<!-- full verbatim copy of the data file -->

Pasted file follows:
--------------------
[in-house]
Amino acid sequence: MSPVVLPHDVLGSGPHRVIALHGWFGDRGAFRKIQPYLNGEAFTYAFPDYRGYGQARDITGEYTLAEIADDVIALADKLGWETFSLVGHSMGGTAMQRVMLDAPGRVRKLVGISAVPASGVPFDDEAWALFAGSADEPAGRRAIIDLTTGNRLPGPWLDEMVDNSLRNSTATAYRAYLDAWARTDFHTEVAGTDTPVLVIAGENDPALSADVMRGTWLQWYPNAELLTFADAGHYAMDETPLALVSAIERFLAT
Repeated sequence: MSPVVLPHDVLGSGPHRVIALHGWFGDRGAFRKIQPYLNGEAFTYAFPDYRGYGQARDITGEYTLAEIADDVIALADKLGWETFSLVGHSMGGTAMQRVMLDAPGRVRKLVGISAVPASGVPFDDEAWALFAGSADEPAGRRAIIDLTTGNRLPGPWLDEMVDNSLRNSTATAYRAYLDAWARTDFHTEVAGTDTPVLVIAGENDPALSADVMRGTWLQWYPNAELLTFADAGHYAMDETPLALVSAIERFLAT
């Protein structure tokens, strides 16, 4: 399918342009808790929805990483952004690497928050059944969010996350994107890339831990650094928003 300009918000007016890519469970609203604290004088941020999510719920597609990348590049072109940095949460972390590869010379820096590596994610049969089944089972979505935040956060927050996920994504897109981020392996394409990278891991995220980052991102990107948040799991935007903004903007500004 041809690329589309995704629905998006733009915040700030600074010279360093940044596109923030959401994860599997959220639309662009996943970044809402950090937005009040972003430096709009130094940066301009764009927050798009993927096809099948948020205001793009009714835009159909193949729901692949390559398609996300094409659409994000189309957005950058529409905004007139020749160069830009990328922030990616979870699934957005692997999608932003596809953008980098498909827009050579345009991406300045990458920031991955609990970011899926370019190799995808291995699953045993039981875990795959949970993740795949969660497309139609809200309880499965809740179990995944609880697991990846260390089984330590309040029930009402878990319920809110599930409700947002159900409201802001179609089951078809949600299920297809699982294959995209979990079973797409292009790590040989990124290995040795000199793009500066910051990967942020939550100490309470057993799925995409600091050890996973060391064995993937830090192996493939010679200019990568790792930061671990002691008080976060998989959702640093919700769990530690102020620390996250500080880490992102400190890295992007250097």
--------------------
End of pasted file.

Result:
[in-house]
Amino acid sequence: MSPVVLPHDVLGSGPHRVIALHGWFGDRGAFRKIQPYLNGEAFTYAFPDYRGYGQARDITGEYTLAEIADDVIALADKLGWETFSLVGHSMGGTAMQRVMLDAPGRVRKLVGISAVPASGVPFDDEAWALFAGSADEPAGRRAIIDLTTGNRLPGPWLDEMVDNSLRNSTATAYRAYLDAWARTDFHTEVAGTDTPVLVIAGENDPALSADVMRGTWLQWYPNAELLTFADAGHYAMDETPLALVSAIERFLAT
Repeated sequence: MSPVVLPHDVLGSGPHRVIALHGWFGDRGAFRKIQPYLNGEAFTYAFPDYRGYGQARDITGEYTLAEIADDVIALADKLGWETFSLVGHSMGGTAMQRVMLDAPGRVRKLVGISAVPASGVPFDDEAWALFAGSADEPAGRRAIIDLTTGNRLPGPWLDEMVDNSLRNSTATAYRAYLDAWARTDFHTEVAGTDTPVLVIAGENDPALSADVMRGTWLQWYPNAELLTFADAGHYAMDETPLALVSAIERFLAT
């Protein structure tokens, strides 16, 4: 399918342009808790929805990483952004690497928050059944969010996350994107890339831990650094928003 300009918000007016890519469970609203604290004088941020999510719920597609990348590049072109940095949460972390590869010379820096590596994610049969089944089972979505935040956060927050996920994504897109981020392996394409990278891991995220980052991102990107948040799991935007903004903007500004 041809690329589309995704629905998006733009915040700030600074010279360093940044596109923030959401994860599997959220639309662009996943970044809402950090937005009040972003430096709009130094940066301009764009927050798009993927096809099948948020205001793009009714835009159909193949729901692949390559398609996300094409659409994000189309957005950058529409905004007139020749160069830009990328922030990616979870699934957005692997999608932003596809953008980098498909827009050579345009991406300045990458920031991955609990970011899926370019190799995808291995699953045993039981875990795959949970993740795949969660497309139609809200309880499965809740179990995944609880697991990846260390089984330590309040029930009402878990319920809110599930409700947002159900409201802001179609089951078809949600299920297809699982294959995209979990079973797409292009790590040989990124290995040795000199793009500066910051990967942020939550100490309470057993799925995409600091050890996973060391064995993937830090192996493939010679200019990568790792930061671990002691008080976060998989959702640093919700769990530690102020620390996250500080880490992102400190890295992007250097």